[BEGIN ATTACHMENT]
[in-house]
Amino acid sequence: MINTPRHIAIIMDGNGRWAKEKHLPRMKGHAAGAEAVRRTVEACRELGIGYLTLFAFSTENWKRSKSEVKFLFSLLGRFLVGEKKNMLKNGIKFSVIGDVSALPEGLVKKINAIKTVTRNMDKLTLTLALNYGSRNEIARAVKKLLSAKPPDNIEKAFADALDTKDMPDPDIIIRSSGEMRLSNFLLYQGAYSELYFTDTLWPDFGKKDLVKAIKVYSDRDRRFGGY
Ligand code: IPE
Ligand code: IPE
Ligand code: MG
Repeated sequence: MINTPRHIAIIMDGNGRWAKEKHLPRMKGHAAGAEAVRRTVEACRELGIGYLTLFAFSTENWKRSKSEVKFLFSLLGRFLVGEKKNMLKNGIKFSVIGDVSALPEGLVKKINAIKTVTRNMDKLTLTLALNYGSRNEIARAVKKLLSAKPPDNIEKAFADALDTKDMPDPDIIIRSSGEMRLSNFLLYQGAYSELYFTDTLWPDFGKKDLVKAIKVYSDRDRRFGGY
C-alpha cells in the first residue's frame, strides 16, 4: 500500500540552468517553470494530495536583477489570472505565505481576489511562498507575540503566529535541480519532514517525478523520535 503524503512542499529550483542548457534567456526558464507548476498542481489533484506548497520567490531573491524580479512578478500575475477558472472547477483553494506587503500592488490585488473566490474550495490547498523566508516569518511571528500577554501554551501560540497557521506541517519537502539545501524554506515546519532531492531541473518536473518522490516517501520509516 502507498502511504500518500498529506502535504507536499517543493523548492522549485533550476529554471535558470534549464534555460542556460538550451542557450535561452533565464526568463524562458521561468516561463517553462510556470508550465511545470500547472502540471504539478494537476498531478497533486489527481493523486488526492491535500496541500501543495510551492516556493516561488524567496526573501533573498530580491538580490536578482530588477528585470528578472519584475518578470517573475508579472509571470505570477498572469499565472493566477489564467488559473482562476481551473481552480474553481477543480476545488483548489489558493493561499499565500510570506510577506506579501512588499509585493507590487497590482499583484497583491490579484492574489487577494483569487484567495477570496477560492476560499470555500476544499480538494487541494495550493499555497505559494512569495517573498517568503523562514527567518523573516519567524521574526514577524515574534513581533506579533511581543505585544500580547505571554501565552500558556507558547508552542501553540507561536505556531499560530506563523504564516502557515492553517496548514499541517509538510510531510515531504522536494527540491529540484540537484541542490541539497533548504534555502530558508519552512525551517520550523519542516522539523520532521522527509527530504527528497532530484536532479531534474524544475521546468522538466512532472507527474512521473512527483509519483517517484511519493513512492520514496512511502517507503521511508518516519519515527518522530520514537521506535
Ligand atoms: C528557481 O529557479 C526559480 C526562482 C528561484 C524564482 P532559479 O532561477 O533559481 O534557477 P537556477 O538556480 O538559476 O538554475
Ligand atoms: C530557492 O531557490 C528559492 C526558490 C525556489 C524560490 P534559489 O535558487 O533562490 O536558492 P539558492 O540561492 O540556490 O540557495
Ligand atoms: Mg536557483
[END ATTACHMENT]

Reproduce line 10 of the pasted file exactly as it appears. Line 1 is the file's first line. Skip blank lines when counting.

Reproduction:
Ligand atoms: Mg536557483